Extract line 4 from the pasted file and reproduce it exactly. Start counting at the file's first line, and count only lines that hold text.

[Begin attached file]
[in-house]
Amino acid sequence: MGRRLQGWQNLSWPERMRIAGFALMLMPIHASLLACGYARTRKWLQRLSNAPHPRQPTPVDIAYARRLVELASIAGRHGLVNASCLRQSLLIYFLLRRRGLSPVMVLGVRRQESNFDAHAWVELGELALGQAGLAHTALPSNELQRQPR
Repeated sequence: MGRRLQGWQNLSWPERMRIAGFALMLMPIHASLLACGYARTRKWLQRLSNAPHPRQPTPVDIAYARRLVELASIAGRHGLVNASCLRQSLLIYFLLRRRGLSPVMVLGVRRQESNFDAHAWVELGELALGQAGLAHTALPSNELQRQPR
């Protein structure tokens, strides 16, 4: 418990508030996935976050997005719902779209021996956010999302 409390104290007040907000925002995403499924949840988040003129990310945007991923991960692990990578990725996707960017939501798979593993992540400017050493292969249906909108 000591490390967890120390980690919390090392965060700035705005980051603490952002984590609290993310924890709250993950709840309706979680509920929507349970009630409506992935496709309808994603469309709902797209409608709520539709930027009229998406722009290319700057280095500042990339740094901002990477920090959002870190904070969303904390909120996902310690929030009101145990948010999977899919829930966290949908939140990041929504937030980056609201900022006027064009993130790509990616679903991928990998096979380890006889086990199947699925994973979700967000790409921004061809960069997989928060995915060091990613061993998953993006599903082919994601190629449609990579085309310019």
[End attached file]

């Protein structure tokens, strides 16, 4: 418990508030996935976050997005719902779209021996956010999302 409390104290007040907000925002995403499924949840988040003129990310945007991923991960692990990578990725996707960017939501798979593993992540400017050493292969249906909108 000591490390967890120390980690919390090392965060700035705005980051603490952002984590609290993310924890709250993950709840309706979680509920929507349970009630409506992935496709309808994603469309709902797209409608709520539709930027009229998406722009290319700057280095500042990339740094901002990477920090959002870190904070969303904390909120996902310690929030009101145990948010999977899919829930966290949908939140990041929504937030980056609201900022006027064009993130790509990616679903991928990998096979380890006889086990199947699925994973979700967000790409921004061809960069997989928060995915060091990613061993998953993006599903082919994601190629449609990579085309310019």